In the digital age, the concept of D.I.Y. is as easy as plugging a crappy Radio Shack microphone into a PC's integrated sound-card, and with a little software magic you can have a decent recording. But back in 1990 when Fat Mike (from NOFX and Me First & the Gimme Gimme's) started Fat Wreck Chords in his Garage, eventually moving it to a warehouse in San Francisco, D.I.Y. really meant doing EVERYTHING yourself, from recording the album to the Xeroxing of "7 jackets with goofy hand drawn cartoons.
"I started in 1990, putting out a NOFX 7", 'cos no one really wanted to put out our records. That was the only game in town - if you wanted to put out a record, you had to put it out yourself" - Fat Mike
And little by little Fat Wreck grew. From "The Longest Line" which cost about $14,000 to record press and copy the first 5000 copies, the next band Mike signed was Lagwagon. He figured Lagwagon was a safe bet because they sounded "a little bit like NOFX", and their first album sold 2,500 copies. They're albums are now selling more than 200,000 worldwide. Mike also recouped a $50,000 advance to Chris Hannah and Jord Samolesky of Propaghandi for their record label "G7 Welcoming Committee" in months. Not bad investments at all.
"I think there's a huge difference between our label and majors. We treat our bands like family, we put out records because we like 'em and we have a lot of bands that we lose money on. We don't care as long as it's a good record." - Fat Mike
One of the things that makes Fat Wreck unique is the fact that they only sign one album deals for the bands on their label, so if a bands first E.P. is successful and they decide to move under the umbrella of a "major" label, they're free to do that, with no hard feelings or broken contracts. In fact they did a compilation of 101, 30-second songs from Fat Wreck bands and friends called "Short Music for Short People" which I am proud to say littered my High school locker floor. No one believed an album like that would make any money, but Mike says he's sent the bands over $2000 each for their 30-second efforts.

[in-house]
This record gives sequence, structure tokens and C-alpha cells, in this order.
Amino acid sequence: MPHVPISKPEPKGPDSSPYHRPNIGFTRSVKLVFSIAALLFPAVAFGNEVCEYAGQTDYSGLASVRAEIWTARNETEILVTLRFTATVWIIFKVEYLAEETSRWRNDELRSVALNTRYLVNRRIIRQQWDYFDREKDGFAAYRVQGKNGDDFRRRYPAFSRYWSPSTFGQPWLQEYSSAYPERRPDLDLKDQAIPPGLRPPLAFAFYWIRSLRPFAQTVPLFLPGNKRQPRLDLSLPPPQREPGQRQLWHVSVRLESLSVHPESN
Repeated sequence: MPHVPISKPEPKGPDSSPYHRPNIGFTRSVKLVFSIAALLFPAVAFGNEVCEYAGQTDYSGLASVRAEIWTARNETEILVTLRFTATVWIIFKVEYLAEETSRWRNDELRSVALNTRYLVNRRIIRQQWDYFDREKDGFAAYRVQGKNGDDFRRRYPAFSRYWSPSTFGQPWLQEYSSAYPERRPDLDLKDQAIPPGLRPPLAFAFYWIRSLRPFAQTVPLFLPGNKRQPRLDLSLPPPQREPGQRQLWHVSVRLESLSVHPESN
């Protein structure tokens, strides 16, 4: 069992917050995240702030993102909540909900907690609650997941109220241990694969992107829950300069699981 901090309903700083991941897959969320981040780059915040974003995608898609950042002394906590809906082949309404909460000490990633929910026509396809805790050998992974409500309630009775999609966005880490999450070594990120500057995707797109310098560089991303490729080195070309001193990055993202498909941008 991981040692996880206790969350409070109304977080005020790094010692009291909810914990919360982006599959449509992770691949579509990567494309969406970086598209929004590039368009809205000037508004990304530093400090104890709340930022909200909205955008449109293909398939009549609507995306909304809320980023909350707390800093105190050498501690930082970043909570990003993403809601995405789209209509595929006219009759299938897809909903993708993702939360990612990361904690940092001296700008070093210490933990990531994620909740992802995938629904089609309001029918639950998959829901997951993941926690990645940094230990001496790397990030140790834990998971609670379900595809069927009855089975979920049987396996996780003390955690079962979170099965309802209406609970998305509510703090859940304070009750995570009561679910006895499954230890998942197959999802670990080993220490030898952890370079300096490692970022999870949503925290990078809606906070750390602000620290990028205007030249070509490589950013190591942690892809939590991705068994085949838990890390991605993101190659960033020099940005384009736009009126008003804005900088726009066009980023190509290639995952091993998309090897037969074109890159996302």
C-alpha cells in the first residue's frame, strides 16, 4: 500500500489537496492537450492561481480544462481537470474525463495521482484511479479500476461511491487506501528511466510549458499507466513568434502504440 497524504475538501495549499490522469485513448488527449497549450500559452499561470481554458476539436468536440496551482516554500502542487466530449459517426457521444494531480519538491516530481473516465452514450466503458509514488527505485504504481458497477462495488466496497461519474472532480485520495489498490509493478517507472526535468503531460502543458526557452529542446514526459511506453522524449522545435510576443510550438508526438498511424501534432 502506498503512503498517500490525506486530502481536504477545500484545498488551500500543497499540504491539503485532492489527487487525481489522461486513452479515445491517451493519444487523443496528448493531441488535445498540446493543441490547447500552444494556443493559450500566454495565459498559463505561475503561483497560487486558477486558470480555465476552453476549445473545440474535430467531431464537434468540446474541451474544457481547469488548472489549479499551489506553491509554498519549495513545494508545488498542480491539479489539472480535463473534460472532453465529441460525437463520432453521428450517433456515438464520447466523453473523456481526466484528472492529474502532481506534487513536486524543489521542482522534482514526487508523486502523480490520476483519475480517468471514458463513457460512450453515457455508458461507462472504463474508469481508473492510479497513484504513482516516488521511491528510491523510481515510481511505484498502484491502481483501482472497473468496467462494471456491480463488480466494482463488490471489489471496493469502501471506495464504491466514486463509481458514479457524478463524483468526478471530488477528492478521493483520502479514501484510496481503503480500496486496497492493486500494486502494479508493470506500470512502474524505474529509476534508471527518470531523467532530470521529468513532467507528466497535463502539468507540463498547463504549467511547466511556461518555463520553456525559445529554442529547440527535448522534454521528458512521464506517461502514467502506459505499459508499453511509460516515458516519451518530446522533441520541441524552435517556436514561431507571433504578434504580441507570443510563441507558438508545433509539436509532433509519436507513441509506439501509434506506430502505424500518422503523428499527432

Well, Mike has shown that with some hard work and "Doing right" by people will get you far in the music industry. He's carved a nice piece of the major record label's dwindling profit margin for himself while at the same time supporting young up and coming acts and giving bands who have been on the scene since '83 reconnect with fans who may have never had the chance to see them. As well, Fat is involved in all sorts of charity projects, pumping out compilation records for the likes of PETA entitled PROTECT: A Benefit for the National Association to Protect Children, and most famously Rock Against Bush. Fat Wreck is also one of the only record labels to encourage new artists to release 12" and 7" records as well as re-releasing old albums that were only available on CD. On December 8, 2009 20 years of business Fat Wreck with the release of the "Wrecktrospective" a 3-disc compilation. Disc 1 is composed of the label's greatest hits, disc 2 is composed of unreleased demos and rarities, and disc 3 is composed the Fat Club 7" series in its entirety.
"On majors, if you're not selling hundreds of thousands of copies, you're gone. And I really don't care about the money. I want to do right by the bands. When I'm older, I want a bunch of friends, not stacks of money."-- Fat Mike
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